Western Coastal Slope Rock Climbing
WarZone Crag, SW CT, Undeveloped.
Climbing in this part of the state is difficult was find until sites like mountainproject.com
came around. Now it's a little less difficult but there are many issues and few good crags. Given the long history of climbing in CT and the dense population, this area of CT has many little areas spread around which have been explored and climbed by many of the best climbers of their time. As such, there is very little which has not already been climbed at one point or another in established areas unless you are climbing at the highest levels of the sport. Get out have some fun and remember... be discrete!
I-95 and I-695 provide access with many other roads all heading towards "The City" (Read: New York City)
Weather station 2.2 miles from here
108 Total Climbing Routes
['4 Stars',4],['3 Stars',34],['2 Stars',28],['1 Star',22],['Bomb',1]
Classic Climbing Routes in Western Coastal Slope
Browse More Rock Climbing Classics in Western Coastal Slope
Mountain Project's determination of the classic, most popular, highest rated climbing routes for Western Coastal Slope:
Featured Route For Western Coastal Slope
Wiessner's Rib 5.6 4c 14 V 12 S 4b Connecticut
: Western Coastal Slope
: ... : The Chin
Fritz Wiessner had a good eye for the classic climbs. The start of this climb can be found by heading straight up from the intersection of the main (Tower) trail and the white trail. After hiking up to the base of the rib, walk right and up to a ledge at the base of the route; step left to belay away from the poison ivy. On the left side of the ledge is a dihedral system. Follow this up about 25 feet to a ledge. Step right across a small slab and climb easily to an obvious dihedral. La...[more] Browse More Classics in Connecticut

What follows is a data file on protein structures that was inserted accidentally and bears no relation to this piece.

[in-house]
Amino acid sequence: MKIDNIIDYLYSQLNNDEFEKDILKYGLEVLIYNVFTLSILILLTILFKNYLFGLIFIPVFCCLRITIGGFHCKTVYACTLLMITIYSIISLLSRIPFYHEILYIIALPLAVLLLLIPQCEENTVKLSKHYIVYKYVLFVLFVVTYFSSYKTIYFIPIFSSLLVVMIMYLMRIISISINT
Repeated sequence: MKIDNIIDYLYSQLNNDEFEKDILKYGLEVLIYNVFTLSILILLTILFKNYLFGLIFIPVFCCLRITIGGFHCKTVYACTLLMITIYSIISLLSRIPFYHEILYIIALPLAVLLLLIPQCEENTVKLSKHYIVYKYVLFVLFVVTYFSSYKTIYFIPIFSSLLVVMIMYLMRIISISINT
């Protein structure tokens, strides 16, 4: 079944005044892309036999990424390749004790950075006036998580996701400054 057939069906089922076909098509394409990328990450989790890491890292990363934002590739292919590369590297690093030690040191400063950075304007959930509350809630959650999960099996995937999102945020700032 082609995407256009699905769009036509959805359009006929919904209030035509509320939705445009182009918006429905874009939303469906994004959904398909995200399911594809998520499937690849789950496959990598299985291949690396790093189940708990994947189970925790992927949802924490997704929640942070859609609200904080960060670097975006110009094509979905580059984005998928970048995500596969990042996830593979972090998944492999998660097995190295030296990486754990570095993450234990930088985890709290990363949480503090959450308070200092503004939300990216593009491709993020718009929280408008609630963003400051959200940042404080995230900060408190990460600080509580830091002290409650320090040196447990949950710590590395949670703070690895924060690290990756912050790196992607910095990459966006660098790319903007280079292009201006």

By Michael Schneider
Sep 3, 2016
Morgan or Ladd(?)cautions climbers to be discreet. An excellent word!
I've had some success by asking for permission to cross private property.
Parking can be the biggest hassle.
Your milage may vary.
As to finding un-climbed stone? Of course there is lots.
The old school climbers from the 1940s on where routine climbers
That is they returned to the same location, over and over again.
as opposed to looking for new rock. If you find fresh stone it is obvious.
If you are trying to find the best rock do your ground work.
Meet the locals, be polite.
Stay in small groups of two.
Explain before you climb that you will want to come back.
If there is any resistance drop the idea of climbing.
In this State you have to ask for permission,
if you can take a walk, don't blow it by climbing.
Include the locals in the process by showing them pictures
of what you want to come back to try and climb.
If you have spectators, top rope.
(TR just looks like it is safer, to the general public.)
There is lots of rock that Morgan must be keeping track of.
I'm not keeping a book, or adding areas to this data base.
One could but the result would be the closing of many great areas.
If you are interested in seeing some of the rock in south western CT,
get in touch with me.